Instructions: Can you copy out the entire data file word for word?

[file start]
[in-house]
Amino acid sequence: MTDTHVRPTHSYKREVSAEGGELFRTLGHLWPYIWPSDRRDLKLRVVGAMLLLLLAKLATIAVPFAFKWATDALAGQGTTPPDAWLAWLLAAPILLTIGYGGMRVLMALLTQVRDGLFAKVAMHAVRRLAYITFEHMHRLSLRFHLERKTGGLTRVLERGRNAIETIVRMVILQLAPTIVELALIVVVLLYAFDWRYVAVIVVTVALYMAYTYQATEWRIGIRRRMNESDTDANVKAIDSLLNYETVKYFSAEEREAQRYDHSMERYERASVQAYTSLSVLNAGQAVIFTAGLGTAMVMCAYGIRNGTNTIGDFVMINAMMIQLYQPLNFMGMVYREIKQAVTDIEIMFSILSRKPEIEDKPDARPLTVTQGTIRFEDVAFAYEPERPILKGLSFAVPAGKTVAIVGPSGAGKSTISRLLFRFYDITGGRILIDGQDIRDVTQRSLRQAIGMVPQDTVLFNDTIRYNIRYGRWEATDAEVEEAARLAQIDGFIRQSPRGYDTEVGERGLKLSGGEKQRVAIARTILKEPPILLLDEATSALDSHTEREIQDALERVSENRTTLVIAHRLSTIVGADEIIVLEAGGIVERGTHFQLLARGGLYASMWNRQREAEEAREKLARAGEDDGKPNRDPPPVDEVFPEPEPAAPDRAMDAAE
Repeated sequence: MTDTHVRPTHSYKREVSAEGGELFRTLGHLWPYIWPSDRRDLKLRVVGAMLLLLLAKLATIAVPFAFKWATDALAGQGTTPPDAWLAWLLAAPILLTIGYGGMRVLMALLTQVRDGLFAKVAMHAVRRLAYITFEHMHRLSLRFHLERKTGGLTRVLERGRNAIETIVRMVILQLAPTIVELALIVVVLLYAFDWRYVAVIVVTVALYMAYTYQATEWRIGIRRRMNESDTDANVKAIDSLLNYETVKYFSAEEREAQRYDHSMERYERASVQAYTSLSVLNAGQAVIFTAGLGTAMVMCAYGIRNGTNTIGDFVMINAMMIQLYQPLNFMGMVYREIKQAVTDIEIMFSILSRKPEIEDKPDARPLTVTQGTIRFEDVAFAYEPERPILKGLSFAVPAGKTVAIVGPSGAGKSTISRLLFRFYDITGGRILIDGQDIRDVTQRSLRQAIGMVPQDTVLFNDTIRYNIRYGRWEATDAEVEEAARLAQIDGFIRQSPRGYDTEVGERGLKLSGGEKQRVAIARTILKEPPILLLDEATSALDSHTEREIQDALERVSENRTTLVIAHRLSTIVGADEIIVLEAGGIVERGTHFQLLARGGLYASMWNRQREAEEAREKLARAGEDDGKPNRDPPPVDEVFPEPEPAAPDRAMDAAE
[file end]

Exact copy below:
[in-house]
Amino acid sequence: MTDTHVRPTHSYKREVSAEGGELFRTLGHLWPYIWPSDRRDLKLRVVGAMLLLLLAKLATIAVPFAFKWATDALAGQGTTPPDAWLAWLLAAPILLTIGYGGMRVLMALLTQVRDGLFAKVAMHAVRRLAYITFEHMHRLSLRFHLERKTGGLTRVLERGRNAIETIVRMVILQLAPTIVELALIVVVLLYAFDWRYVAVIVVTVALYMAYTYQATEWRIGIRRRMNESDTDANVKAIDSLLNYETVKYFSAEEREAQRYDHSMERYERASVQAYTSLSVLNAGQAVIFTAGLGTAMVMCAYGIRNGTNTIGDFVMINAMMIQLYQPLNFMGMVYREIKQAVTDIEIMFSILSRKPEIEDKPDARPLTVTQGTIRFEDVAFAYEPERPILKGLSFAVPAGKTVAIVGPSGAGKSTISRLLFRFYDITGGRILIDGQDIRDVTQRSLRQAIGMVPQDTVLFNDTIRYNIRYGRWEATDAEVEEAARLAQIDGFIRQSPRGYDTEVGERGLKLSGGEKQRVAIARTILKEPPILLLDEATSALDSHTEREIQDALERVSENRTTLVIAHRLSTIVGADEIIVLEAGGIVERGTHFQLLARGGLYASMWNRQREAEEAREKLARAGEDDGKPNRDPPPVDEVFPEPEPAAPDRAMDAAE
Repeated sequence: MTDTHVRPTHSYKREVSAEGGELFRTLGHLWPYIWPSDRRDLKLRVVGAMLLLLLAKLATIAVPFAFKWATDALAGQGTTPPDAWLAWLLAAPILLTIGYGGMRVLMALLTQVRDGLFAKVAMHAVRRLAYITFEHMHRLSLRFHLERKTGGLTRVLERGRNAIETIVRMVILQLAPTIVELALIVVVLLYAFDWRYVAVIVVTVALYMAYTYQATEWRIGIRRRMNESDTDANVKAIDSLLNYETVKYFSAEEREAQRYDHSMERYERASVQAYTSLSVLNAGQAVIFTAGLGTAMVMCAYGIRNGTNTIGDFVMINAMMIQLYQPLNFMGMVYREIKQAVTDIEIMFSILSRKPEIEDKPDARPLTVTQGTIRFEDVAFAYEPERPILKGLSFAVPAGKTVAIVGPSGAGKSTISRLLFRFYDITGGRILIDGQDIRDVTQRSLRQAIGMVPQDTVLFNDTIRYNIRYGRWEATDAEVEEAARLAQIDGFIRQSPRGYDTEVGERGLKLSGGEKQRVAIARTILKEPPILLLDEATSALDSHTEREIQDALERVSENRTTLVIAHRLSTIVGADEIIVLEAGGIVERGTHFQLLARGGLYASMWNRQREAEEAREKLARAGEDDGKPNRDPPPVDEVFPEPEPAAPDRAMDAAE